According to petitioner's confession, he then went to his bedroom and pretended to go to sleep. After his parents fell asleep, he took a .22 caliber rifle and ammunition belonging to his father and drove to a tavern in Elizabeth where he met Michael DeSanto, Billy DeSanto's younger brother. Caruso and DeSanto drove Caruso's car around a predominantly black neighborhood in Elizabeth, shooting at people on the street. They would sometimes approach a pedestrian, usually by calling out to him and asking for money. When the pedestrian approached the car, petitioner or DeSanto would point the rifle at him and shoot. Other victims were approached without warning and shot from the rear. Caruso and DeSanto shot at at least nine persons: one died, four were wounded, and four escaped unharmed.
In support of his insanity defense, petitioner called his uncle and a psychologist to testify about Caruso's behavior in the years prior to the incident, and a psychiatrist who testified that Caruso was psychotic at the time the acts occurred. The State also called a psychiatrist, Dr. David Flicker, who testified that petitioner was sane on the evening of the shootings, although he believed that petitioner's intoxication contributed to his actions.
On December 6, 1972, after less than six hours of deliberation, the jury returned its verdict of guilty on all counts. The trial judge, as required by law, immediately imposed the mandatory sentence of life imprisonment on the murder count. On January 5, 1973, the court sentenced petitioner to an aggregate sentence of eight to twelve years on the other twenty-two counts, to run consecutively to the sentence of life imprisonment.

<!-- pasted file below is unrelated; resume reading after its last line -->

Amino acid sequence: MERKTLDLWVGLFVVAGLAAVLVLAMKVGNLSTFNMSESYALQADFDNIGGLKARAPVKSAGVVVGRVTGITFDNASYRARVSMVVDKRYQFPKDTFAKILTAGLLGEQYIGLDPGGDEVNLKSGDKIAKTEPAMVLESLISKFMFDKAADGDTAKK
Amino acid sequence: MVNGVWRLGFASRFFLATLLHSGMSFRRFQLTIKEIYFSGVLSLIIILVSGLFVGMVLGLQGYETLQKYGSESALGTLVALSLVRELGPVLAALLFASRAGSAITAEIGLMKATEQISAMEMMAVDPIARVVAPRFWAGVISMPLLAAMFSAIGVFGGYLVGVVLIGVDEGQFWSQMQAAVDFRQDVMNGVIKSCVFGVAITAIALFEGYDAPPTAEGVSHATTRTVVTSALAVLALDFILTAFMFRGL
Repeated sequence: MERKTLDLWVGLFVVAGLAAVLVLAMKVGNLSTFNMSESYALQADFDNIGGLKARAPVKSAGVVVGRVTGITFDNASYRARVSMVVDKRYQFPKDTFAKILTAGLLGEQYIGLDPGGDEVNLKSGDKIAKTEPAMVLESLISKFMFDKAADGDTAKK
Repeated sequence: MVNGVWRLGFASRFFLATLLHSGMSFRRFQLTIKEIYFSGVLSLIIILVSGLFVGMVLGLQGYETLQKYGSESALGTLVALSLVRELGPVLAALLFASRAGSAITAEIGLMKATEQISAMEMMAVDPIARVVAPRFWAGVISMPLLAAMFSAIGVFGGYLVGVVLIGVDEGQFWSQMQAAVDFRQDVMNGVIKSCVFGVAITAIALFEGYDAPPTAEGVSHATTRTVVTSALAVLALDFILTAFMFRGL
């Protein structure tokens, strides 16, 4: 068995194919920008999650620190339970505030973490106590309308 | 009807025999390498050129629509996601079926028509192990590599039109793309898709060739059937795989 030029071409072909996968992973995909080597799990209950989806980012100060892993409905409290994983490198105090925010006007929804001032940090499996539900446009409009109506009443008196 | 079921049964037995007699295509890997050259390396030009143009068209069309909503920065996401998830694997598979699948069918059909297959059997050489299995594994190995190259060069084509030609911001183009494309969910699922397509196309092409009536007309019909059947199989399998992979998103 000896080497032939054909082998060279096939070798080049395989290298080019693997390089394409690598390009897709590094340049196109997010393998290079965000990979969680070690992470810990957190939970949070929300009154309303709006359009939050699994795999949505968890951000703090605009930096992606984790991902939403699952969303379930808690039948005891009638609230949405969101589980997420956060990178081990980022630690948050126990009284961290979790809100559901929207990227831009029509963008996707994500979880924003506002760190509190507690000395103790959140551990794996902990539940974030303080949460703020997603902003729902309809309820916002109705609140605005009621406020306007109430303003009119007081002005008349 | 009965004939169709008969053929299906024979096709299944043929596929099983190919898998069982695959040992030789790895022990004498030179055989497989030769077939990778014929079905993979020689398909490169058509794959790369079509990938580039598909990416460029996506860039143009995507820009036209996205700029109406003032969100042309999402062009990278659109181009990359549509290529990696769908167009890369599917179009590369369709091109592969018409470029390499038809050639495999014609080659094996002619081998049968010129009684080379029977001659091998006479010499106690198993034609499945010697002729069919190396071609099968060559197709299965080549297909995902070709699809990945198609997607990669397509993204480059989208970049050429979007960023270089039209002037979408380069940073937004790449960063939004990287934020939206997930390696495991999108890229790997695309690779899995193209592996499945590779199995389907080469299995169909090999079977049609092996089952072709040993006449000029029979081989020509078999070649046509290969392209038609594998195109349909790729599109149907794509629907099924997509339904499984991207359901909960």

Petitioner's counsel filed a notice of appeal with the New Jersey Superior Court, Appellate Division.
Counsel did not move before the trial court for a reduction of sentence, nor was the severity of sentence one of the issues raised on appeal.
On February 22, 1974, the Appellate Division affirmed the conviction. A petition for certification, filed with the New Jersey Supreme Court, was denied on May 14, 1974.
On March 20, 1979, petitioner filed a petition in Superior Court pursuant to N.J. Court Rule 3:22-1 for post-conviction relief. He alleged that he was denied his Sixth Amendment right to the effective assistance of counsel in that: (1) trial counsel failed to communicate to petitioner a plea offer by the State;
(2) trial counsel failed to request the judge to charge the jury only on second-degree murder; (3) trial counsel failed to move the trial judge for a reduction of sentence; and (4) appellate counsel failed to raise on appeal the issue of the severity of petitioner's sentence. The trial judge heard argument on the petition on May 11, 1979, and denied it from the bench.
On July 3, 1979, a notice of appeal was filed with the Appellate Division. The instant petition, raising arguments identical to those raised in the state petition, was filed on November 2, 1979. Because appeal from denial of the state petition was pending, this petition was dismissed without prejudice for failure to exhaust state remedies. 28 U.S.C. § 2254(b). Subsequently, the Appellate Division rejected petitioner's appeal,
the Supreme Court of New Jersey denied certification, and this matter was reopened. Oral argument was heard on February 23, 1981.
II. ASSISTANCE OF COUNSEL PRIOR TO TRIAL FAILURE TO COMMUNICATE PLEA OFFER
A. Counsel's Obligation to Inform the Defendant of any Plea Offer or Negotiations: